So I did it too. Out of boredom, a little, but also because I admit candidly that I watch too much television and I spend loads of time on the computer. At least I don't live with anybody else, so I didn't have to have "quality time," or whatever; that would have put me off the experiment altogether.
Before I began, I made some ground rules for myself:
1). One half hour of television per day, not counting Thursday, because that's when all my shows are on (there's sacrifice and then there's SACRIFICE. Priorities, please). Addendum: DVDs don't count, because I like to have a quick turnaround on my Netflix.
2. One hour of non-school-related computer time per day (that's why I didn't blog, because I was much too busy reading the celebrity gossip. Again, priorities).
3. Drink tea every day/take lunch to school every day. Oprah didn't make her families do this, but I do spend far too much money on sodas and school lunches when I have perfectly good food at home.
Although I didn't make it a rule, I also started being more conscious of turning lights off when I left rooms, not leaving the water running when I'm brushing my teeth, etc.
So here's how I did:
I had bought this tea from the natural foods section of Kroger called Everyday Detox, because I have grown irrationally concerned for my liver. I'm not having liver problems, but ... you never know.
I was reading a box in the homeopathic section at Wild Oats (a Whole Foods store), and it said that the liver filters all the crap (well, not literally) through the body, and compared not detoxing the liver to not changing an air filter for several years. (p.s. I don't know that I've ever changed an air filter. What's an air filter?) So I started worrying that my liver was stopped up, or something, and determined to detox it.
Basically, what this means is that I have to pee every twenty minutes. This is not so handy in a classroom situation. But I stuck with it, and I'm proud to say I haven't had a soda in a week. Well, I did buy a root beer at Wild Oats, but it was green tea root beer, and DISGUSTING, so I don't count it.
Also Monday, rather than sit on the couch in front of the tv for hours, I sat on the couch next to the radio for hours and listened to the evening programming on NPR. Unfortunately--and I don't know if this is in all markets or just ours--the evening programming lasts until 8:00 p.m. So I listened to an audiobook on my iPod and knit for a while, and in between times I read a proper book as well. (In fact, I would end up reading four books during the week, but not finishing the audiobook.)
More of the same, except that I spent my computer hour researching other types of herbal/medicinal teas, and found a website, Local Harvest, that I am now obsessed with. And I ordered some tea.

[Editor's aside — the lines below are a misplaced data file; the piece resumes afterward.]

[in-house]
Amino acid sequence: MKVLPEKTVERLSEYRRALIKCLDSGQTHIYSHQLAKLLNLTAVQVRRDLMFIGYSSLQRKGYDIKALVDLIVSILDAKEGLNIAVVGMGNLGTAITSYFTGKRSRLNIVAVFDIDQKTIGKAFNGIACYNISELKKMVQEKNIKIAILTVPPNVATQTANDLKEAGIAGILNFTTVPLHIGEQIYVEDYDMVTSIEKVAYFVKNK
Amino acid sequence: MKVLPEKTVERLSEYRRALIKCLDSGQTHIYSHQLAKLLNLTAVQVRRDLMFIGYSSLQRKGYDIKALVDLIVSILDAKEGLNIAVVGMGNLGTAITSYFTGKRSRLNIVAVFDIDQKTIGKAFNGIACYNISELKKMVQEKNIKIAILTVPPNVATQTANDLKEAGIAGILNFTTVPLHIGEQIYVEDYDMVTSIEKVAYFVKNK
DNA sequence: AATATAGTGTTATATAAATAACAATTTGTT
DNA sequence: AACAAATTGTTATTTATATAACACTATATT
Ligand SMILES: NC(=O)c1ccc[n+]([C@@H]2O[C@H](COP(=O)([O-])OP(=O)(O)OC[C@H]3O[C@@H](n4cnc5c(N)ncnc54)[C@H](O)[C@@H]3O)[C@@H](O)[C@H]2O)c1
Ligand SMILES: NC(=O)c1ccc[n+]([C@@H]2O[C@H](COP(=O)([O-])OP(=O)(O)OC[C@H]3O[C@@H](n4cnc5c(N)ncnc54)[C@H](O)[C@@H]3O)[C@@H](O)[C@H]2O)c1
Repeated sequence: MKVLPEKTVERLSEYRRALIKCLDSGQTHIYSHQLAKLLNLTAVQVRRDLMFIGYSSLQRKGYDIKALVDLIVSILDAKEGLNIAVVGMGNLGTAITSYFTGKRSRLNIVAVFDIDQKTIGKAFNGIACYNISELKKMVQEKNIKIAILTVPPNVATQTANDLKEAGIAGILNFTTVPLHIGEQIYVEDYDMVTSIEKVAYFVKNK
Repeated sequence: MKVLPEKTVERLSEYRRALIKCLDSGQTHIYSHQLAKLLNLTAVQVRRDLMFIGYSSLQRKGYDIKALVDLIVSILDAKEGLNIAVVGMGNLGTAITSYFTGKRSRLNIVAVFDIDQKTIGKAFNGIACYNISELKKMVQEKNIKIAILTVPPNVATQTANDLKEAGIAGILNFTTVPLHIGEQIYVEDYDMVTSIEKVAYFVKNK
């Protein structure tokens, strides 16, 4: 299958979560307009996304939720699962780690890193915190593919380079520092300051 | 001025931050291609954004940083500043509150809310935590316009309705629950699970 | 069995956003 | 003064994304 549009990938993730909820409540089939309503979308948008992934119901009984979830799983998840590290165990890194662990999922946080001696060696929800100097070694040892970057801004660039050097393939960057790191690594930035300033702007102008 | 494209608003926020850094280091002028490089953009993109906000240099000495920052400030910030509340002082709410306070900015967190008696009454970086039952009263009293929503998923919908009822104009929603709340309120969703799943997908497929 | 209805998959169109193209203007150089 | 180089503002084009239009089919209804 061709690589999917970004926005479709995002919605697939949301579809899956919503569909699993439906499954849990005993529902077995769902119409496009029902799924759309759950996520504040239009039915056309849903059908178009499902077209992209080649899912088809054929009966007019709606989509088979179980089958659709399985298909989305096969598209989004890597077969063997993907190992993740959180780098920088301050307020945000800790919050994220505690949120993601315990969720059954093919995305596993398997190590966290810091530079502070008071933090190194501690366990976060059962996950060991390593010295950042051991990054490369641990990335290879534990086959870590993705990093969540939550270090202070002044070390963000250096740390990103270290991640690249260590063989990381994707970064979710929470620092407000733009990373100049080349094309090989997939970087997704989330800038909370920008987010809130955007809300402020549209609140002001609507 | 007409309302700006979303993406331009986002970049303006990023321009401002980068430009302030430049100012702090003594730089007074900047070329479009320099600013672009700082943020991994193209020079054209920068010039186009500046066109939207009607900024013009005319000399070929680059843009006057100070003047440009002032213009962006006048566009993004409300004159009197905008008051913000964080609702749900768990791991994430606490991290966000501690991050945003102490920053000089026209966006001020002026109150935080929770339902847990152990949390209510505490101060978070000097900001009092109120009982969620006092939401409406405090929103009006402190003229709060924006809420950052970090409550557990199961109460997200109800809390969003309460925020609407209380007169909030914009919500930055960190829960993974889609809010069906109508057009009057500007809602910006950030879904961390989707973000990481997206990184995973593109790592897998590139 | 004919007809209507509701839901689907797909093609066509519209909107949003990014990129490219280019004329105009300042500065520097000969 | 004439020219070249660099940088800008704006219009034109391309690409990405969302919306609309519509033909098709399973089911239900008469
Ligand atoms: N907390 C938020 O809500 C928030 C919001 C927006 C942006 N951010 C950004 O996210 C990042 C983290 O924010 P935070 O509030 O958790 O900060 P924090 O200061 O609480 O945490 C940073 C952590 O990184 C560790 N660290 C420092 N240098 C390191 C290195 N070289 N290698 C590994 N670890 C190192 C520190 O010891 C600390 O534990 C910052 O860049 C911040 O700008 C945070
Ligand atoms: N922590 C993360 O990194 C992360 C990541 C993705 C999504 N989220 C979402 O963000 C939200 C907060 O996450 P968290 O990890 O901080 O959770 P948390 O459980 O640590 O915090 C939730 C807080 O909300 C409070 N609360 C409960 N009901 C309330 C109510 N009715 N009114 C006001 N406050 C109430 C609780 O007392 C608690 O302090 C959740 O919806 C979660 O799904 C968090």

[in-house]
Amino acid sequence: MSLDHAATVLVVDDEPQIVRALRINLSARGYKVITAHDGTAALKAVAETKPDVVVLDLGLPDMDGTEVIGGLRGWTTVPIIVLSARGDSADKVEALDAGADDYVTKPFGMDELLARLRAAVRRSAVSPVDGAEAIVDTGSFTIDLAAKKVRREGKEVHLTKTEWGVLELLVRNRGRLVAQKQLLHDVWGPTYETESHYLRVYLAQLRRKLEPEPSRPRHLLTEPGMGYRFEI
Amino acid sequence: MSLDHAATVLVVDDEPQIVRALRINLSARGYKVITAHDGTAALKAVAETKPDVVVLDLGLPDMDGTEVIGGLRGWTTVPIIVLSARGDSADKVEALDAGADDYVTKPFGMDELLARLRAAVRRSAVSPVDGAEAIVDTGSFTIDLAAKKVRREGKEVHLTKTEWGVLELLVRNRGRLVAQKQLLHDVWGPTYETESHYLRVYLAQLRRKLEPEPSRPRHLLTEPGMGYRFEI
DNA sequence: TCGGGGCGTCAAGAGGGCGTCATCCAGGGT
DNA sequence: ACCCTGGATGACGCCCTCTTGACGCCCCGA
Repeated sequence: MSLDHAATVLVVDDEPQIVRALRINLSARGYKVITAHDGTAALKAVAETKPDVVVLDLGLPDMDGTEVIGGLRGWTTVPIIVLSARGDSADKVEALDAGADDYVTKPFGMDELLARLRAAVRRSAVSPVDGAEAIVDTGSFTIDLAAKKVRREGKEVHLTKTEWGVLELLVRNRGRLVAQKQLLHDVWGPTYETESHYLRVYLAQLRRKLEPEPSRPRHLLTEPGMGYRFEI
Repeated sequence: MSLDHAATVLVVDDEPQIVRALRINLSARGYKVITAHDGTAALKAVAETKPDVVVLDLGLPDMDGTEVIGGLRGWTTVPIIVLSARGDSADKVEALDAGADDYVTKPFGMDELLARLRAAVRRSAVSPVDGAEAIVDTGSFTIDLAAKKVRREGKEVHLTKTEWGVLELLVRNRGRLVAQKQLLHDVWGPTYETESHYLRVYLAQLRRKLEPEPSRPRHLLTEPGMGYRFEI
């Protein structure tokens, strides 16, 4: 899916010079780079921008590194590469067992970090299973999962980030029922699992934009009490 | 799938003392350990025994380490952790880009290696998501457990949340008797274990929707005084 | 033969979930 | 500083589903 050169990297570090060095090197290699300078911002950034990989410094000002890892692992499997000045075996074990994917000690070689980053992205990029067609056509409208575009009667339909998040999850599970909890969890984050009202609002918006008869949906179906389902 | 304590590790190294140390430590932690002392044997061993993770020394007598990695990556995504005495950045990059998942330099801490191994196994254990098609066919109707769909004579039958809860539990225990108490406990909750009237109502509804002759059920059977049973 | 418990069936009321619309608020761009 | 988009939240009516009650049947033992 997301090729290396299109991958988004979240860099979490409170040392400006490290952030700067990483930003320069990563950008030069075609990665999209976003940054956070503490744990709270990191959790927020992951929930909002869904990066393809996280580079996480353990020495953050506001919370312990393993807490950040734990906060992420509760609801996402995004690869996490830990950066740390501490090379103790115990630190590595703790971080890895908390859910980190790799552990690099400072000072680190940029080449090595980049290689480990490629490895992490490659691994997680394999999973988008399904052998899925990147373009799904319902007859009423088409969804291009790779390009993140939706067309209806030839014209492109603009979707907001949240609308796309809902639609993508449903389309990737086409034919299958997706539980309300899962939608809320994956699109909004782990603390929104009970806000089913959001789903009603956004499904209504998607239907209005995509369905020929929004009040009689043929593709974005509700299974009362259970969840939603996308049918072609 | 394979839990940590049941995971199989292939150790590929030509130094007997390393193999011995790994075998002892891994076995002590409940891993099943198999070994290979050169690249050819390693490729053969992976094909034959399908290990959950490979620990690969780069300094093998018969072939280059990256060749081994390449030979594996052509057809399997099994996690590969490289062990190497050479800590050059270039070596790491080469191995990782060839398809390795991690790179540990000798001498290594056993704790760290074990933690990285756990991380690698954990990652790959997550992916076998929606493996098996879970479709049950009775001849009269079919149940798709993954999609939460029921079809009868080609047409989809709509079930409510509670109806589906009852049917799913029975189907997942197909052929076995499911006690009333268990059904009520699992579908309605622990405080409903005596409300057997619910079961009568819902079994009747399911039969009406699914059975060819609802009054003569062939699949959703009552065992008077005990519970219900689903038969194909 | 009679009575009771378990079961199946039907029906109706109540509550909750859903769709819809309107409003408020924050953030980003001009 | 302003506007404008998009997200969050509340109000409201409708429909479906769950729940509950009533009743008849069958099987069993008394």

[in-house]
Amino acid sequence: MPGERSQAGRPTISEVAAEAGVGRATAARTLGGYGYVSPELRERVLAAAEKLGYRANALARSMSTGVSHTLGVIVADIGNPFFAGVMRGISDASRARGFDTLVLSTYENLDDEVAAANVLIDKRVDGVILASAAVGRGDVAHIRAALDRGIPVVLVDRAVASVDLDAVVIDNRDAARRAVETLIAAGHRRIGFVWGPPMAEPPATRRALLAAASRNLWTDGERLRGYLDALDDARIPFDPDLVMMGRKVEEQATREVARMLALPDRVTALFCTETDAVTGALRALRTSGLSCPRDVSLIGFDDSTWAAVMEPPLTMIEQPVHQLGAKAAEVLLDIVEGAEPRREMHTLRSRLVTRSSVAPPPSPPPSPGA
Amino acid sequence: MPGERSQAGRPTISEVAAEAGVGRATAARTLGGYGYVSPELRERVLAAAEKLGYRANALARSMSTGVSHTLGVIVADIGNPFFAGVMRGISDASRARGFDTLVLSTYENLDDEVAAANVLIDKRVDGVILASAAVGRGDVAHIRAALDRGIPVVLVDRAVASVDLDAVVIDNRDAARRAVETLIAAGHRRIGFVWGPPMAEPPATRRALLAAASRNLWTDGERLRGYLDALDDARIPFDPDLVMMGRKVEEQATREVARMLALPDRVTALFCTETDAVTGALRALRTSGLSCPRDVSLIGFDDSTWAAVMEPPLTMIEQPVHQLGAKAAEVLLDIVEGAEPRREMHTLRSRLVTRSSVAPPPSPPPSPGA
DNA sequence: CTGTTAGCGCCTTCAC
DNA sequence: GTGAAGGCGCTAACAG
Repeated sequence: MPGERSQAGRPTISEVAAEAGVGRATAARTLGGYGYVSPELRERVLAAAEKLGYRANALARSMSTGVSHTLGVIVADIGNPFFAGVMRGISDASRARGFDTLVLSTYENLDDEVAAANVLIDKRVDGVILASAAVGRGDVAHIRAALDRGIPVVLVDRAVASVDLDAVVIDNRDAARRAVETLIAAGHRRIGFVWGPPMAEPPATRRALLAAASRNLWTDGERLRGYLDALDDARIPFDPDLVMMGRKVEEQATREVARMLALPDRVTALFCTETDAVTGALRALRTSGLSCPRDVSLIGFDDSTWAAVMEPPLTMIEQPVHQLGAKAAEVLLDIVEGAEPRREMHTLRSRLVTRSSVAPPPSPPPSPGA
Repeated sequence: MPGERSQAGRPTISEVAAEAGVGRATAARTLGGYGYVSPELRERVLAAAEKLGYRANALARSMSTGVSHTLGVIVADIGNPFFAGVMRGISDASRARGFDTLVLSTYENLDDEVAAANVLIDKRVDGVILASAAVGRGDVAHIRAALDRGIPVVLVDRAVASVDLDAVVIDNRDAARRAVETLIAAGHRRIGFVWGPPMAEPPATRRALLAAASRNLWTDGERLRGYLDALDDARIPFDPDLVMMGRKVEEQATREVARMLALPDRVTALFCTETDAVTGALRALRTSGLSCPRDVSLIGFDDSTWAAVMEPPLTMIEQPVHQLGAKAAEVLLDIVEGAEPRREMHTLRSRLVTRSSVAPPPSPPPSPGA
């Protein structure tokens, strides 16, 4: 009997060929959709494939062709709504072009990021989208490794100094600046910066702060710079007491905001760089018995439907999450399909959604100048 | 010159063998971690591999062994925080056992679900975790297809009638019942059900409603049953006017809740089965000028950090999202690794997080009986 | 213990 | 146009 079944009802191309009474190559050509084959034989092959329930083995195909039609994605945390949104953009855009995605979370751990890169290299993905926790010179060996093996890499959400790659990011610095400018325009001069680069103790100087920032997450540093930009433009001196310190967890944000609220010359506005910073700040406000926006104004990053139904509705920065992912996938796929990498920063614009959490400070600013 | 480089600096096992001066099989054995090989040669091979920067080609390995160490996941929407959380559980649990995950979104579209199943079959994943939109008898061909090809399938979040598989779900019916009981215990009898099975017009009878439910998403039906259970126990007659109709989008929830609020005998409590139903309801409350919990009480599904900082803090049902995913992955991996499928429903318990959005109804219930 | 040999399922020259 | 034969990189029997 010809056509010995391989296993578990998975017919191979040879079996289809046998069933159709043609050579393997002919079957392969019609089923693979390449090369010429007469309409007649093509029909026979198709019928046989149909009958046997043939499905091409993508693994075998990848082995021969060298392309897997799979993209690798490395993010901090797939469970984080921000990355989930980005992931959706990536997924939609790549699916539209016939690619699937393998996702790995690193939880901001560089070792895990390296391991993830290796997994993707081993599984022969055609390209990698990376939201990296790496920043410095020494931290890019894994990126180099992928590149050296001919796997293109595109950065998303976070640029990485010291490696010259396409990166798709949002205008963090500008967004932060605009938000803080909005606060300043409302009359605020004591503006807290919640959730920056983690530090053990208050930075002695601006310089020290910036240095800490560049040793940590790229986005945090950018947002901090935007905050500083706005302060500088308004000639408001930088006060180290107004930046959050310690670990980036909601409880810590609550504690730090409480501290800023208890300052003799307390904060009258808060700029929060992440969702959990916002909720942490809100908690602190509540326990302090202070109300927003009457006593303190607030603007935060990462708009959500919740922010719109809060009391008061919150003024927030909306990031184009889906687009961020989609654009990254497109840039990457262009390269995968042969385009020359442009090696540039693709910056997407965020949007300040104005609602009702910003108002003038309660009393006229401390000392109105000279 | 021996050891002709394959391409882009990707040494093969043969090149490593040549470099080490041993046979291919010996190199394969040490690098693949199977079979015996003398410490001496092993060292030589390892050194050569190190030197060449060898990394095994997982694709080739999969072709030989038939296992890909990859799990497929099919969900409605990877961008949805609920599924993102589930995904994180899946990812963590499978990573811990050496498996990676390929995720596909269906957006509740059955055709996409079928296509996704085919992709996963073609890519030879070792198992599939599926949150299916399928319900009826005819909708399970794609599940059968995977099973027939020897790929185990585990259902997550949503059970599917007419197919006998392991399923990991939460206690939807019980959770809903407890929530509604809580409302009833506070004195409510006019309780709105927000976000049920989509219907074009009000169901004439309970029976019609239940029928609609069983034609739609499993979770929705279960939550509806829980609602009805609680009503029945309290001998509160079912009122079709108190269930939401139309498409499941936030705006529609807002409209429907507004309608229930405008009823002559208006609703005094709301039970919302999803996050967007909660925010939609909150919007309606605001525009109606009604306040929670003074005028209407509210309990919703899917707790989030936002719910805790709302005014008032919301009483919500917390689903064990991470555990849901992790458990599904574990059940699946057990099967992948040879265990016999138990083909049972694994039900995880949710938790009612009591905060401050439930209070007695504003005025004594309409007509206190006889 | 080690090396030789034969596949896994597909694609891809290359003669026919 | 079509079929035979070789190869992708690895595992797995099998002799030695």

I woke up with a headache, probably a combination of not drinking caffeine for several days and the change in weather. I went to school for one period and came home (and if that one period hadn't been English I, and if the Big Scary Test hadn't been a week and a half away, I would have taken the whole day).
I watched two dvds (because, remember, they don't count), and spent the rest of the afternoon in bed.
Because I still had a migraine, I stayed home all day (no Big Scary Test for that day's classes). I slept until 11:00 and awoke, refreshed and renewed. I took myself off to Wild Oats and bought some tea--chamomile this time, because I had been having trouble sleeping through the night.
I decided, while I was out, to watch a movie as well (so as not to waste gas; how very energy-efficient of me). I saw Forgetting Sarah Marshall and it was ... eh.
Oh! And I forgot to mention that I had saved electricity by not drying my hair, but just wrapping it into a bun. At the theater, I used natural resources and air-dried it. Just thinking of Mother Earth!
I came home and watched The Office, which also did not count.
I actually went to school this day! My fourth period class was quite awful and really, if someone could figure out a way to harness my frustration with that one group of students, I could certainly generate enough power to heat my house for a week; then it would not be necessary to waste fossil fuels, and my bill would never go over $100.
Also Friday, I congratulated myself on my five days of self-discipline by allowing myself to watch The Soup, because I love that show. And I watched a dvd (which doesn't count).
I had actually planned only to participate in this experiment Monday through Friday, so technically I didn't have to abide by any rules on Saturday. But it was so nice outside that I sat out on the balcony and listened to an audiobook and ate an organically-grown apple and reflected on my extreme virtue and got a bit self-righteous.
I spent time with my family, during which we watched a dvd (doesn't count) and said rude things to one another.
I distinctly remember saying to The Beignet, who was crying because she wanted some milk, "[Beignet!] I AM TRYING TO WATCH THIS MOVIE." And then, when my mother picked her up and hauled her toward the kitchen, I said, "Geez, what a baby," and cracked myself up.
So ... did I, in fact, get dumber because I did NOT watch television? Something to think about ...
Obviously, I have lots of things that I COULD be doing, rather than watching television or messing about on the computer. Actually, I did clean two rooms of my house, AND I took some trash to the dump, AND I took The Beignet for a walk--OUTSIDE. These are things I never do during a normal, tech-binging week.
To be honest, it was much harder giving up the computer than the television, though I have gotten better about just leaving the room when I've finished reading blogs or other websites, rather than my usual M.O., which is to surf aimlessly until I find something a tiny bit interesting to read. Often this leads to a purchase, which is also kind of wasteful.
So I guess it wasn't so bad, taking
Well. Baby steps.